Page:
South Africa's Archbishop Desmond Tutu died Sunday (December 26) at the age of 90.
The churchman was a veteran of the country's struggle against white minority rule.
In 1984 he won the Nobel Peace Prize for his non-violent opposition to apartheid.
Always outspoken, Tutu was considered the nation's conscience by both Black and white.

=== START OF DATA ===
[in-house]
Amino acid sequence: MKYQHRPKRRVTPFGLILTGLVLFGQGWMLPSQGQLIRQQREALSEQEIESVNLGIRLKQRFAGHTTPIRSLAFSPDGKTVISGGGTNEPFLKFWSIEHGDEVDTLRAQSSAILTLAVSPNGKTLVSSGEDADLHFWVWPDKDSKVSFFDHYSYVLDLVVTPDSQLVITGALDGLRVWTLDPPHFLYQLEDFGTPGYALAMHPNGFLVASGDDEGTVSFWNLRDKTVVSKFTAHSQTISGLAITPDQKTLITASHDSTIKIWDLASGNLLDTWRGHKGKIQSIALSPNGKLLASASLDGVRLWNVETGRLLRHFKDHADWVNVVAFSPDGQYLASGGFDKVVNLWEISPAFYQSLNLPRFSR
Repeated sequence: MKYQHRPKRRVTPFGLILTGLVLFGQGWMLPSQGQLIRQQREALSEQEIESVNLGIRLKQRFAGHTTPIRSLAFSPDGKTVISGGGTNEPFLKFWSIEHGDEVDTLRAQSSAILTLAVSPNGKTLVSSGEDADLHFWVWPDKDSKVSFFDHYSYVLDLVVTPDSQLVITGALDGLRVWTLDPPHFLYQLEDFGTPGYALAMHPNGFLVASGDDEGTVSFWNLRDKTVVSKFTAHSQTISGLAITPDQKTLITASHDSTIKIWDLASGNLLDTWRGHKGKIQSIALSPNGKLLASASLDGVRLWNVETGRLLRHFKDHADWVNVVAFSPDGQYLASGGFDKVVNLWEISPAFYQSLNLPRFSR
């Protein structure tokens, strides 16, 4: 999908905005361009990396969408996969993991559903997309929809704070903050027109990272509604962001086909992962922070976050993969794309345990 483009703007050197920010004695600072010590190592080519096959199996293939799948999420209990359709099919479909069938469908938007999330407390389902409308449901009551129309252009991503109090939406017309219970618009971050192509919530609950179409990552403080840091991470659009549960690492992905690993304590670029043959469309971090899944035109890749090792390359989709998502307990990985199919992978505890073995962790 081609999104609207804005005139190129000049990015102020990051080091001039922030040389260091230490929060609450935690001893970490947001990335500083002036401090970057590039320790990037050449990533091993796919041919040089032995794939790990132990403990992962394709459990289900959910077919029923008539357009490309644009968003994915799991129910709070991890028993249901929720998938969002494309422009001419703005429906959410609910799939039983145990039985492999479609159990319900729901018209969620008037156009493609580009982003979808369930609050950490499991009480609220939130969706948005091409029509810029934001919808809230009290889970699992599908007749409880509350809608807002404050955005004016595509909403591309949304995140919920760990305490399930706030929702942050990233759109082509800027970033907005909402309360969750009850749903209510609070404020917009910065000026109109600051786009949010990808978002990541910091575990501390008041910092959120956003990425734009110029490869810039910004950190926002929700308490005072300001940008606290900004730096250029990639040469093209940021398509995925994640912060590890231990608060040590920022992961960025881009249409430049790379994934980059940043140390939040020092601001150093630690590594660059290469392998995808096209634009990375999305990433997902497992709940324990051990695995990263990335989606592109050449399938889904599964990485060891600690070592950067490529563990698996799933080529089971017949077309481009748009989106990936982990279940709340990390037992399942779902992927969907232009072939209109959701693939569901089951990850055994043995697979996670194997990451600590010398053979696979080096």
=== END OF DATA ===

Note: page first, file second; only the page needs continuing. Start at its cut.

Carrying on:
After the end of apartheid, he called the Black political elite to account as much as he had the white Afrikaners.
President Cyril Ramaphosa said the country had lost a "patriot without equal".
No cause of death was given, but Tutu was diagnosed with prostate cancer in the late 1990s.
He was hospitalized several times to tackle infections associated with his treatment.
In his final years, Tutu said he regretted that his dream of a "Rainbow Nation" had yet to come true.